“I could rewrite curl”

Collected quotes and snippets from people publicly sneezing off or belittling what curl is, explaining how easy it would be to make a replacement in no time with no effort or generally not being very helpful.

These are statements made seriously. For all I know, they were not ironic. If you find others to add here, please let me know!

Listen. I’ve been young too once and I’ve probably thought similar things myself in the past. But there’s a huge difference between thinking and saying. Quotes included here are mentioned for our collective amusement.

I can do it in less than a 100 lines

[source]

I can do it in a three day weekend

(The yellow marking in the picture was added by me.)

[source]

No reason to be written in C

Maybe not exactly in the same category as the two ones above, but still a significant “I know this” vibe:

[source]

We sold a curl exploit

Some people deliberately decides to play for the other team.

[source]

This isn’t a big deal

It’s easy to say things on Twitter…

This tweet was removed by its author after I and others replied to it so I cannot link it. The name has been blurred on purpose because of this.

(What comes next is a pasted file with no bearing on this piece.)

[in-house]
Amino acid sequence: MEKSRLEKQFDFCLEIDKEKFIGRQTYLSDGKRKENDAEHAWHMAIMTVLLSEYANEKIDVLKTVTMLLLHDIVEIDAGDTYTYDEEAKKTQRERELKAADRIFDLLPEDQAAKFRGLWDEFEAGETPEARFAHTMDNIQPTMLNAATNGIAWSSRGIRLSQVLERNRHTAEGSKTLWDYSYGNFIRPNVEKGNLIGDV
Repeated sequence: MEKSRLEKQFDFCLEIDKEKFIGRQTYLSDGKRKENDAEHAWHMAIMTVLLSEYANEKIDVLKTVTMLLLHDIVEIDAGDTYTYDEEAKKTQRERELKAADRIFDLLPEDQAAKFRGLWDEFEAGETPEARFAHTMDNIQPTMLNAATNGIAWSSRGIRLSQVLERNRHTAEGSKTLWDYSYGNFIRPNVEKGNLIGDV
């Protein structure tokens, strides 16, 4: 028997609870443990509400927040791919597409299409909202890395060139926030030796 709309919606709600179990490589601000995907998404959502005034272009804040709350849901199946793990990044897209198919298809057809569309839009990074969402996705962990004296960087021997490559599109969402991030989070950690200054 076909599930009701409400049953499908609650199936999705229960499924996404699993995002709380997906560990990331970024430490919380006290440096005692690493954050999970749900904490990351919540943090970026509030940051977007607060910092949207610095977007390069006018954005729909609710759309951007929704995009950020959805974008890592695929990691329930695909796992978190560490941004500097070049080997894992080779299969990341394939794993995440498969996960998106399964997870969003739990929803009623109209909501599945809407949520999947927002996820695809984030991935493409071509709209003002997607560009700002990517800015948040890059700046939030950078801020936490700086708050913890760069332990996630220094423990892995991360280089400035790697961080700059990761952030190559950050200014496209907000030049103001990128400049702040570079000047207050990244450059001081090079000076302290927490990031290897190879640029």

Discussions

Hacker news, Reddit

48 thoughts on ““I could rewrite curl””

  1. I guess you could do that in a weekend if You redefine weekend πŸ˜›

    1. Just get rid of weeks, turning everything into a weekend – problem solved!

    2. Make it the weekend between the fourth Friday and the last Monday of September, 1993.

  2. (insert one of the many quotes about critics here).

    I would be interested in your take on what was the most time-consuming aspect of developing curl. Was it portability issues, working around bugs in the OS, dealing with broken web server HTTP implementations, or the increasingly baroque nature of HTTP?

    1. Fazal: that’s a really hard question to answer, given how much time and effort I’ve spent on this by now and the fact that I’ve never measured time spent. I mean, accumulated over time I’ve removed almost as much code as I’ve added. I’ve fixed numerous things that later was fixed again and my original fix or code was totally overwritten and forgotten. Doing Internet protocols to interop can be very tedious and no protocol is easy or without complexity when scaled up to everyone on the globe.

      The most time consuming thing of making curl has been to maintain stability, behavior and performance over two decades. πŸ™‚

  3. So…can we get a dedicated page for this and call it “Daniel’s Grill and chill”?

    1. I’m sure one of the helpful people quoted above could get it done in a weekend for you why don’t you ask them instead